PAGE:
Jul 15, 2008
PRAISED BE JESUS CHRIST!
(Now and Forever)
The Center for Applied Research in the Apostolate (CARA) recently released a survey of self-identified adult Catholics in the United States. The primary focus of this survey was adult Catholic participation in the sacramental life of the Church, as well as beliefs about the sacraments. There is an admitted margin of error, but on the whole, these surveys reflect reality.
A part of the survey that caught my eye was the section on Mass attendance. Catholics, of course, as a primary responsibility, are expected to participate in the Holy Sacrifice of the Mass on Sundays and holy days of obligation, week after week, convenient or inconvenient. The Catechism of the Catholic Church teaches: “The Sunday Eucharist is the foundation and confirmation of all Christian practice. For this reason, the faithful are obligated to participate in the Eucharist on days of obligation, unless excused for a serious reason (for example, illness, the care of infants) or dispensed by their own pastor. Those who deliberately fail in this obligation commit a grave sin” (No. 2181). That notwithstanding, the CARA survey suggests that only about three in 10 adult Catholics (31.4 percent) attend Mass in any given week and only 23 percent attend Mass every week (once a week or more often).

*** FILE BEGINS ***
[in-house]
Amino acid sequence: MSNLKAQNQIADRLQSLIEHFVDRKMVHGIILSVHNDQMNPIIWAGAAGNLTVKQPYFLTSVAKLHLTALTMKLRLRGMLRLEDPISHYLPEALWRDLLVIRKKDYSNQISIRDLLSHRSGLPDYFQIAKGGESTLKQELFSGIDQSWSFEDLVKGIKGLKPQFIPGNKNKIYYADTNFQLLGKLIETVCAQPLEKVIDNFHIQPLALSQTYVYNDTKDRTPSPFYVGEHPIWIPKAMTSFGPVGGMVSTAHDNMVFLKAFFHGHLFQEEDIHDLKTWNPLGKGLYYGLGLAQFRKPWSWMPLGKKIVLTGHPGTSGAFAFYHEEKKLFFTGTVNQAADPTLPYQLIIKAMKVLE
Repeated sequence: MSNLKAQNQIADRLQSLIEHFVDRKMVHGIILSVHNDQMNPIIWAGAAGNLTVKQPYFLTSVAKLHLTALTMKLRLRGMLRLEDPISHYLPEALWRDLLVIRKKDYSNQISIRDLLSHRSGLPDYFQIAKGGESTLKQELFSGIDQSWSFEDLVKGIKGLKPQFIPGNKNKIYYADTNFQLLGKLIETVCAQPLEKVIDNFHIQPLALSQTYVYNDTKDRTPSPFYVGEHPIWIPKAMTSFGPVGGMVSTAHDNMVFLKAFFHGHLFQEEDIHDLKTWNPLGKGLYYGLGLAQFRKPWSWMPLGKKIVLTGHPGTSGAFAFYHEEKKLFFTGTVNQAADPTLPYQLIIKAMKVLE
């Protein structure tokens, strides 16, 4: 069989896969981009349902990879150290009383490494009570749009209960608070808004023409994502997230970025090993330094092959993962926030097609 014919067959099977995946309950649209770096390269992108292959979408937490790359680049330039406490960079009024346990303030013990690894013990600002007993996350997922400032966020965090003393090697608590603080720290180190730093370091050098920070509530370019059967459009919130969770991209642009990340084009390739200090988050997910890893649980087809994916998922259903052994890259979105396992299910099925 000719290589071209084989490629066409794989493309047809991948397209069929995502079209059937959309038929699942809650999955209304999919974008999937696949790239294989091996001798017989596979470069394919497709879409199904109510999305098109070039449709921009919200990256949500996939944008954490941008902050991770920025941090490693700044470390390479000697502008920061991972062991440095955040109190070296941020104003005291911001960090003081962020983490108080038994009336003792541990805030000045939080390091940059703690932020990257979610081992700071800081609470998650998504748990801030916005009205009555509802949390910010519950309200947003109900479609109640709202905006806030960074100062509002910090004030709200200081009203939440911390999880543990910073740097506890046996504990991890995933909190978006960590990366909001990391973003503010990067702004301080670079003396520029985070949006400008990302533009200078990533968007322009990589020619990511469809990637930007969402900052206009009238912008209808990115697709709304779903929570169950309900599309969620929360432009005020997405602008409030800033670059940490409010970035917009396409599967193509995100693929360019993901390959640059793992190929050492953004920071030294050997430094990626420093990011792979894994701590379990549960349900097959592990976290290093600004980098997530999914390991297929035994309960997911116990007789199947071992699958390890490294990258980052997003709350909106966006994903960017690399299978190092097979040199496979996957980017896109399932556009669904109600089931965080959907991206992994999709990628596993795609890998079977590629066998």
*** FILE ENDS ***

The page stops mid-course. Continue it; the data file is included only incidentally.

Several years back, Archbishop Daniel Pilarczyk of Cincinnati wrote a series of articles titled Keeping the Lord’s Day. I pulled it off the Web at the time (I think it was back in 1998), thinking it could serve as a personal meditation. The summer disappearance of far too many children enrolled in our parish religious education programs, as well as the annual October pew census, have long underscored the quasi-optional approach to Mass some folks take. That should not be, of course. Fidelity to Sunday Mass is a serious obligation, so serious that the person who fails to be faithful to Mass should not receive holy Communion until they have faced up to their defect in the sacrament of reconciliation and resolved to get with it. Holy Communion is the ultimate sign of and participation in the unity we share with Christ and his Church. Failing to keep our basic responsibility to participate in Mass on a weekly basis separates a person from that unity.